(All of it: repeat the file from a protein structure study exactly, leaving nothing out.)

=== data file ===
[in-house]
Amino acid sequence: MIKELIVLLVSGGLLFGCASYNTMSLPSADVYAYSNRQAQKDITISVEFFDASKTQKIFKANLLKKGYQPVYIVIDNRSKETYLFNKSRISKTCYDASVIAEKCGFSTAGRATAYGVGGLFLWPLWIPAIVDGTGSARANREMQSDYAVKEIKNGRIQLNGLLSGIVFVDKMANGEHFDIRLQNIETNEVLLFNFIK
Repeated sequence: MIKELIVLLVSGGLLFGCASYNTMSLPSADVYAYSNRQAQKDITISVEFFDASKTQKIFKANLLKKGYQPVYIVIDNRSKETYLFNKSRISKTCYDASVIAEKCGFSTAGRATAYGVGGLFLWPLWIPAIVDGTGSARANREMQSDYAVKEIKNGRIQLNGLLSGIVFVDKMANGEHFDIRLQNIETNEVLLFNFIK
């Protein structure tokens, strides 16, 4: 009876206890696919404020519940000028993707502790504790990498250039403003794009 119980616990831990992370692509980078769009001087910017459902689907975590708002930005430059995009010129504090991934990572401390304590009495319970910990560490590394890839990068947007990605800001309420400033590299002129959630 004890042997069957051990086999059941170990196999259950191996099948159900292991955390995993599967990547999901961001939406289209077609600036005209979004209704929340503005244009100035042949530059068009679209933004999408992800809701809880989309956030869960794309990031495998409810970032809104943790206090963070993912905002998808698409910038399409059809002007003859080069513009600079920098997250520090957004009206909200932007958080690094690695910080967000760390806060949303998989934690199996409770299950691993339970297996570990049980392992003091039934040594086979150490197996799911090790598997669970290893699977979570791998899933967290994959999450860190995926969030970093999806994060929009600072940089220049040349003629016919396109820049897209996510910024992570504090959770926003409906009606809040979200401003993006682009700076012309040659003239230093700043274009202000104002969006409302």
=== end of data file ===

[in-house]
Amino acid sequence: MIKELIVLLVSGGLLFGCASYNTMSLPSADVYAYSNRQAQKDITISVEFFDASKTQKIFKANLLKKGYQPVYIVIDNRSKETYLFNKSRISKTCYDASVIAEKCGFSTAGRATAYGVGGLFLWPLWIPAIVDGTGSARANREMQSDYAVKEIKNGRIQLNGLLSGIVFVDKMANGEHFDIRLQNIETNEVLLFNFIK
Repeated sequence: MIKELIVLLVSGGLLFGCASYNTMSLPSADVYAYSNRQAQKDITISVEFFDASKTQKIFKANLLKKGYQPVYIVIDNRSKETYLFNKSRISKTCYDASVIAEKCGFSTAGRATAYGVGGLFLWPLWIPAIVDGTGSARANREMQSDYAVKEIKNGRIQLNGLLSGIVFVDKMANGEHFDIRLQNIETNEVLLFNFIK
């Protein structure tokens, strides 16, 4: 009876206890696919404020519940000028993707502790504790990498250039403003794009 119980616990831990992370692509980078769009001087910017459902689907975590708002930005430059995009010129504090991934990572401390304590009495319970910990560490590394890839990068947007990605800001309420400033590299002129959630 004890042997069957051990086999059941170990196999259950191996099948159900292991955390995993599967990547999901961001939406289209077609600036005209979004209704929340503005244009100035042949530059068009679209933004999408992800809701809880989309956030869960794309990031495998409810970032809104943790206090963070993912905002998808698409910038399409059809002007003859080069513009600079920098997250520090957004009206909200932007958080690094690695910080967000760390806060949303998989934690199996409770299950691993339970297996570990049980392992003091039934040594086979150490197996799911090790598997669970290893699977979570791998899933967290994959999450860190995926969030970093999806994060929009600072940089220049040349003629016919396109820049897209996510910024992570504090959770926003409906009606809040979200401003993006682009700076012309040659003239230093700043274009202000104002969006409302």